April meeting: Thursday, April 20

Our March NCDC Meeting will be:

  • Tuesday, April 20, 2023
  • 6 P.M.
  • Northumberland  Public Library, 7204 Northumberland Hwy, Heathsville
  • Light refreshments available; folks are welcome to bring snacks to share.

We are honored to have as our April guest speaker Ellen Kirby, retiring Northumberland County Treasurer who served as County Treasurer for over 40 years.

Ellen Kirby (R) receiving the L. Gene Harding Lifetime Achievement Award from the Treasurer’s Association of Virginia; presented by Lancaster County Treasurer Bonnie Dickson (L)

Agenda to be posted later.

Dr. Francis Joseph “Frank” Kober, Jr.: A life well-lived in service to others

Frank’s obituary, prepared by his loving wife Bonnie, was published in the Rappahannock Record, Kilmarnock VA on March 2, 2023.

HEATHSVILLE—My beloved husband, Dr. Francis Joseph “Frank” Kober Jr., passed away on February 17, 2023, at Bon Secours Regional Memorial in Mechanicsville with me by his side.

Frank was born September 24, 1943, in Baltimore, Maryland, to Margaret Mary Flading and Francis Joseph Kober, Sr.

Frank’s education began at Saint James the Less Catholic School and Towson Catholic High School in Baltimore. Shortly after graduating from the University of Maryland in 1966, he entered the teaching field.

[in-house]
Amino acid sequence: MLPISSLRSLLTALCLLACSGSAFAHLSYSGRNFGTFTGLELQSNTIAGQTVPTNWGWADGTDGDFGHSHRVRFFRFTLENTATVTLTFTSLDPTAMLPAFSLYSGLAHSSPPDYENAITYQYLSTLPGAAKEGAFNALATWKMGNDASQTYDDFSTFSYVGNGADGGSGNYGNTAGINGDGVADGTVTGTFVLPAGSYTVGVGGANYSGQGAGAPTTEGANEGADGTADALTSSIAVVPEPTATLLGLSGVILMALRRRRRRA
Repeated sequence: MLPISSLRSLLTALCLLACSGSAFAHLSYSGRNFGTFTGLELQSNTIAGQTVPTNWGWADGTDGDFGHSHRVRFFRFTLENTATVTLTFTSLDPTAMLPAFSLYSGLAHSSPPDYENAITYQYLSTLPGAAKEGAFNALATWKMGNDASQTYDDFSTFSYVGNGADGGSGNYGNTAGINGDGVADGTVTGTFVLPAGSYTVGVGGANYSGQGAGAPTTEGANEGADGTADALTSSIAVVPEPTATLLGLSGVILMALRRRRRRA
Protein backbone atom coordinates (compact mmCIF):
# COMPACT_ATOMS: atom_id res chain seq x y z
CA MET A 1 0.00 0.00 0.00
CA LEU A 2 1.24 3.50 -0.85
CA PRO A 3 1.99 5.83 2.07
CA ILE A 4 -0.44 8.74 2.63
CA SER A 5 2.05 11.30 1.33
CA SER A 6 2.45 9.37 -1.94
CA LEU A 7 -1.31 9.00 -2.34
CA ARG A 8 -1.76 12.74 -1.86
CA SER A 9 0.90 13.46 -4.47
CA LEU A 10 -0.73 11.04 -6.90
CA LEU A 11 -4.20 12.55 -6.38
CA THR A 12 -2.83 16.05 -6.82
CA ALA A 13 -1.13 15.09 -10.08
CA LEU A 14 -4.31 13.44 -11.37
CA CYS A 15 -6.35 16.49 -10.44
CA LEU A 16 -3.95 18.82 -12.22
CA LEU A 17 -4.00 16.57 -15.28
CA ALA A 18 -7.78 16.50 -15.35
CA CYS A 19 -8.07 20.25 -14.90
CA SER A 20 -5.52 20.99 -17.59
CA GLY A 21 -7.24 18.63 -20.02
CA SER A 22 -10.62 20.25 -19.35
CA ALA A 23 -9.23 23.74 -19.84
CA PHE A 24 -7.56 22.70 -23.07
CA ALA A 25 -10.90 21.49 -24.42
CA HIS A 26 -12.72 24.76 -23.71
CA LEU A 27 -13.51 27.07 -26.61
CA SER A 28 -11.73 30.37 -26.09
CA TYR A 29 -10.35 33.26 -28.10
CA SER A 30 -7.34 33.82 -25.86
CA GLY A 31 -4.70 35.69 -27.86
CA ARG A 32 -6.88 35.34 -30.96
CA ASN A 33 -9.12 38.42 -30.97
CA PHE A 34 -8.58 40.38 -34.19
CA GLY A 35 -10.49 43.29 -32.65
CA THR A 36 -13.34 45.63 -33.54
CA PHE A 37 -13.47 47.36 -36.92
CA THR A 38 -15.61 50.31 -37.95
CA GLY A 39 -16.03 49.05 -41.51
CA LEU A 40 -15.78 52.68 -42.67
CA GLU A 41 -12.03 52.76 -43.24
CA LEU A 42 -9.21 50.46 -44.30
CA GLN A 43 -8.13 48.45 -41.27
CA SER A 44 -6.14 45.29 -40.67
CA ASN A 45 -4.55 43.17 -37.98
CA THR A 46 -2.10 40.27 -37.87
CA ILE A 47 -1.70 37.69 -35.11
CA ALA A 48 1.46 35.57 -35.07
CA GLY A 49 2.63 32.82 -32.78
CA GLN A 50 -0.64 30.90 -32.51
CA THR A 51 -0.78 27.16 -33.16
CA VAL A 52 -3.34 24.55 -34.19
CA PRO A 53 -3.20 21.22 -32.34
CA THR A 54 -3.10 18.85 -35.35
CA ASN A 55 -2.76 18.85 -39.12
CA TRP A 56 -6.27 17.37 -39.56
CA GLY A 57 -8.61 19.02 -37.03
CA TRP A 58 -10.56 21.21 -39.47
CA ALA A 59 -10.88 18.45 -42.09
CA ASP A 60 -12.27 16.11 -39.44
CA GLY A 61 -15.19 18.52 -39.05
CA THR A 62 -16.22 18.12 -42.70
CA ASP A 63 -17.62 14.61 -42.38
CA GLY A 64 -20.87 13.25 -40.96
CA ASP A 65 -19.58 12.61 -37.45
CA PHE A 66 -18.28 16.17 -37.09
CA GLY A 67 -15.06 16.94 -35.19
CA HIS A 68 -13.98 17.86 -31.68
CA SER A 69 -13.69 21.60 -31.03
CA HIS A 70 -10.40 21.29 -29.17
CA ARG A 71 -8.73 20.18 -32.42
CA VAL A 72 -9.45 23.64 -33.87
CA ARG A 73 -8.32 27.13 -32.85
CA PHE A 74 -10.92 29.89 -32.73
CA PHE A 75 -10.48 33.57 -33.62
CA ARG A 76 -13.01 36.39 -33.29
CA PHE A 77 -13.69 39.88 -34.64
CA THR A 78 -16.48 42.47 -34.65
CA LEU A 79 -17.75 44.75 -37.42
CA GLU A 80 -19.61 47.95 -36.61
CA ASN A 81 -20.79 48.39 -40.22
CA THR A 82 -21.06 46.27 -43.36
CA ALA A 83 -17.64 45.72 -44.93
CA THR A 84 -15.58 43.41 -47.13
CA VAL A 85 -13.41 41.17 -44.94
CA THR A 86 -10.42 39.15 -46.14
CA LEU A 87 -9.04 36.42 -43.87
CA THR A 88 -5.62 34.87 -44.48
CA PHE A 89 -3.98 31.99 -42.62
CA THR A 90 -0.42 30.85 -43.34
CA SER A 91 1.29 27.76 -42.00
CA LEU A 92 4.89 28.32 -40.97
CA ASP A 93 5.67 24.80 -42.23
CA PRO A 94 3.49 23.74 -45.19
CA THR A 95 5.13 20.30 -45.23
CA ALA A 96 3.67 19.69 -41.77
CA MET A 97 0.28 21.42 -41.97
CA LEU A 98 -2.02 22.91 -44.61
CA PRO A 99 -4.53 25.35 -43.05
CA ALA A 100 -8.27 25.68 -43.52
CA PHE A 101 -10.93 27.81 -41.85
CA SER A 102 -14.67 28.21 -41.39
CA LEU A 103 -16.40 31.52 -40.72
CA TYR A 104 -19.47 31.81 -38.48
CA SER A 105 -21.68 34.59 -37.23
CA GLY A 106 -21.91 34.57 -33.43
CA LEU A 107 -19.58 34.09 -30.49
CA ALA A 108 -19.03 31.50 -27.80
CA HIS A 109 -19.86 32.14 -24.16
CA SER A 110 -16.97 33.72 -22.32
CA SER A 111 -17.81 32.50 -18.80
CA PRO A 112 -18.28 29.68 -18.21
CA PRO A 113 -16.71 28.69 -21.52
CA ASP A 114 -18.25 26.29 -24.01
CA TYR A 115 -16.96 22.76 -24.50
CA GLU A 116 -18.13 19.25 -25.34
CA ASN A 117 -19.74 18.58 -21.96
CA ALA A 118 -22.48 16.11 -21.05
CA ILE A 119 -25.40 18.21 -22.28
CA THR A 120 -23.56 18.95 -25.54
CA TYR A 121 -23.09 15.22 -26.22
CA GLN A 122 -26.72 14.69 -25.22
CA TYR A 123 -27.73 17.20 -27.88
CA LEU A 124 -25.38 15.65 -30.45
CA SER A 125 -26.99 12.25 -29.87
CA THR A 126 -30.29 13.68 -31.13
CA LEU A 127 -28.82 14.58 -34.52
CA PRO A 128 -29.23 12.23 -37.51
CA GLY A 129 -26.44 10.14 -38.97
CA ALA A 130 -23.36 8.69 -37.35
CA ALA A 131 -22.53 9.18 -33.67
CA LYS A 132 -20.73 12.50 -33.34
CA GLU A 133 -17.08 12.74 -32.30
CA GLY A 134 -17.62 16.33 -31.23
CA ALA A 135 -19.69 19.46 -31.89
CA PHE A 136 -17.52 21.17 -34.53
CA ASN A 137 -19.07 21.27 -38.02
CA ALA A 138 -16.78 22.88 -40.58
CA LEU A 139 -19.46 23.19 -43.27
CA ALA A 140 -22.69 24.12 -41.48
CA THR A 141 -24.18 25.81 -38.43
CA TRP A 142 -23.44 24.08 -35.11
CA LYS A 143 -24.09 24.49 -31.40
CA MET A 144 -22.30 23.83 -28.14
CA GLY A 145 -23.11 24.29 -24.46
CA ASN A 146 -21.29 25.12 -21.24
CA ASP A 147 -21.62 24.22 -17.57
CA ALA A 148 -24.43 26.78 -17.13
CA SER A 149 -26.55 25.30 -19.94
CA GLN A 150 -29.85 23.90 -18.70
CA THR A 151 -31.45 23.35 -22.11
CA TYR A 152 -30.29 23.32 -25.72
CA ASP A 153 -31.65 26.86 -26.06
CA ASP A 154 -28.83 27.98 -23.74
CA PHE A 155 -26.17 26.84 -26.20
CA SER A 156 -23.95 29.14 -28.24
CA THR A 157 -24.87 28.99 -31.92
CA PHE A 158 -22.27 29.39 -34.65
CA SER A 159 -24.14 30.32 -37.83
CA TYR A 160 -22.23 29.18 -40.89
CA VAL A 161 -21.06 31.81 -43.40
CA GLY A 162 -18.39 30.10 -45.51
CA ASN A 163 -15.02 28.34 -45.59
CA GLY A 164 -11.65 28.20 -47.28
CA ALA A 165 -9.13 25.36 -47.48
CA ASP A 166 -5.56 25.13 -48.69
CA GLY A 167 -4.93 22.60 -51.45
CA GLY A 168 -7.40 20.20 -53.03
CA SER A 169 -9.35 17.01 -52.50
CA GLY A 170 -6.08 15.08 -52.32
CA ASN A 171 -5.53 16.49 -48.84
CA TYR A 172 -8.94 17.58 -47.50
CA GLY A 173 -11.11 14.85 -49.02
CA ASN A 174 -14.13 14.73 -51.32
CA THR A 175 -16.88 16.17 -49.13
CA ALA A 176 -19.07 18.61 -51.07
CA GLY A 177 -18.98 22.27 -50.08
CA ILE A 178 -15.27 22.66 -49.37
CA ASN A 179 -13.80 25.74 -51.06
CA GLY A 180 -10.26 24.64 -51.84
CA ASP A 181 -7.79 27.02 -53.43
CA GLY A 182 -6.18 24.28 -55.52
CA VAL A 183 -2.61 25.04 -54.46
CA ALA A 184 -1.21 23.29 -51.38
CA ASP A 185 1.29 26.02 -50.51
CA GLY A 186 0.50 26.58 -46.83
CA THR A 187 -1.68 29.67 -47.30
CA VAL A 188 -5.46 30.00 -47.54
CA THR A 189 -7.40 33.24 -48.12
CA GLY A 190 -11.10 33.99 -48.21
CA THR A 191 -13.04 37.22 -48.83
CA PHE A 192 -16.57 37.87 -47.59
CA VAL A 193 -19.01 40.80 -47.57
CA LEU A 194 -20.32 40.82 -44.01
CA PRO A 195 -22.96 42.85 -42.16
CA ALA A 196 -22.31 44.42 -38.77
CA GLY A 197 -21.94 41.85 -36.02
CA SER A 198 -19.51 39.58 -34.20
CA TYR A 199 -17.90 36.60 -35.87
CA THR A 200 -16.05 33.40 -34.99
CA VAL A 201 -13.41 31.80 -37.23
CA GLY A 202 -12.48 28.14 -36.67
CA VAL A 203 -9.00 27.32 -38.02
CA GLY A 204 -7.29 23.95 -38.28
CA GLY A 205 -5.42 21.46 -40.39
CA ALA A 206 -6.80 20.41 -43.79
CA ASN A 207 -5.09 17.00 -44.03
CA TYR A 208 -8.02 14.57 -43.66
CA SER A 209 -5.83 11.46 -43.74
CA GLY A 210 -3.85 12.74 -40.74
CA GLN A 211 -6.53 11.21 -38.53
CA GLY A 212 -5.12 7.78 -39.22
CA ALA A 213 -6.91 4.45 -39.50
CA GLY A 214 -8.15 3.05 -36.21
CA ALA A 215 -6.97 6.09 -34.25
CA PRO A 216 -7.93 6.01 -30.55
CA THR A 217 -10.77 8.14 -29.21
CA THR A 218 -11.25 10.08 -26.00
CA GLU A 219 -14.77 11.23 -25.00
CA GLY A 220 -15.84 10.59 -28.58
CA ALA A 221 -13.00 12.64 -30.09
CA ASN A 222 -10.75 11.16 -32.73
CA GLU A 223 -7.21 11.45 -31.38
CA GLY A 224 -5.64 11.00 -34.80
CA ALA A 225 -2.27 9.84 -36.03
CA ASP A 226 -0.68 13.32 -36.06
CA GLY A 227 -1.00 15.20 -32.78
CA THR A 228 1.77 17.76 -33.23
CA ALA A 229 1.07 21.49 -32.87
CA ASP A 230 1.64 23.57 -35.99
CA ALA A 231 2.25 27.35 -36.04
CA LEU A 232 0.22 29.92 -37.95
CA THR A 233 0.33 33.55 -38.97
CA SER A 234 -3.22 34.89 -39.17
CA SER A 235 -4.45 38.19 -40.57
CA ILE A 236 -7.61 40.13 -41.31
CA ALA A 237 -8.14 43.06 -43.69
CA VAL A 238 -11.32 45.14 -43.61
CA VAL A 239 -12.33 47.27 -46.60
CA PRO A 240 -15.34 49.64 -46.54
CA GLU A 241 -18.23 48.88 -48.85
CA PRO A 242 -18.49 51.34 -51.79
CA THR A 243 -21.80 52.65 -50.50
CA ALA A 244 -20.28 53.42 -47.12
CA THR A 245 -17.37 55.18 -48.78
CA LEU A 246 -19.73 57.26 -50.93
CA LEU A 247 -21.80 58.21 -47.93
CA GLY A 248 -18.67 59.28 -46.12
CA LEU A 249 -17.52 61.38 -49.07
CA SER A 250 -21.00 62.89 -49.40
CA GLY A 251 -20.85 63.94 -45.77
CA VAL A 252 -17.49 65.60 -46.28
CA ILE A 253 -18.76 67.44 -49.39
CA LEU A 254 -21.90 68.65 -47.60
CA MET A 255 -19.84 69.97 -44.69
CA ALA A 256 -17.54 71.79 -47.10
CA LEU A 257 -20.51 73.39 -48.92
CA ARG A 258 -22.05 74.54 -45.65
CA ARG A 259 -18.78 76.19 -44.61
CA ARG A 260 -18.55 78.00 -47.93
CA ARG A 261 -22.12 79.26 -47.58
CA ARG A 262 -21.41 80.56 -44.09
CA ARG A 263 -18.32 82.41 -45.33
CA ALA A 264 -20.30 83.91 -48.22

Frank spent nearly 50 years in public education, where he achieved one success after another, including turning a failing Baltimore charter school into one of the city’s highest academic achievers.

He became a union representative for public-school teachers. He rose to vice president and editor of the Baltimore Teachers Union Journal. Later, he was a part-time consultant to the National Education Association and the American Federation of Teachers.

In the 1970s, Frank was honored by the U.S. Department of Education as one of the top teacher/leaders in the United States. That was when Frank decided to teach in higher education. In the mid-1970s, he became a full-time Instructor at Coppin State University—later part of the University of Maryland system. He was dedicated to building skills relevant to higher learning.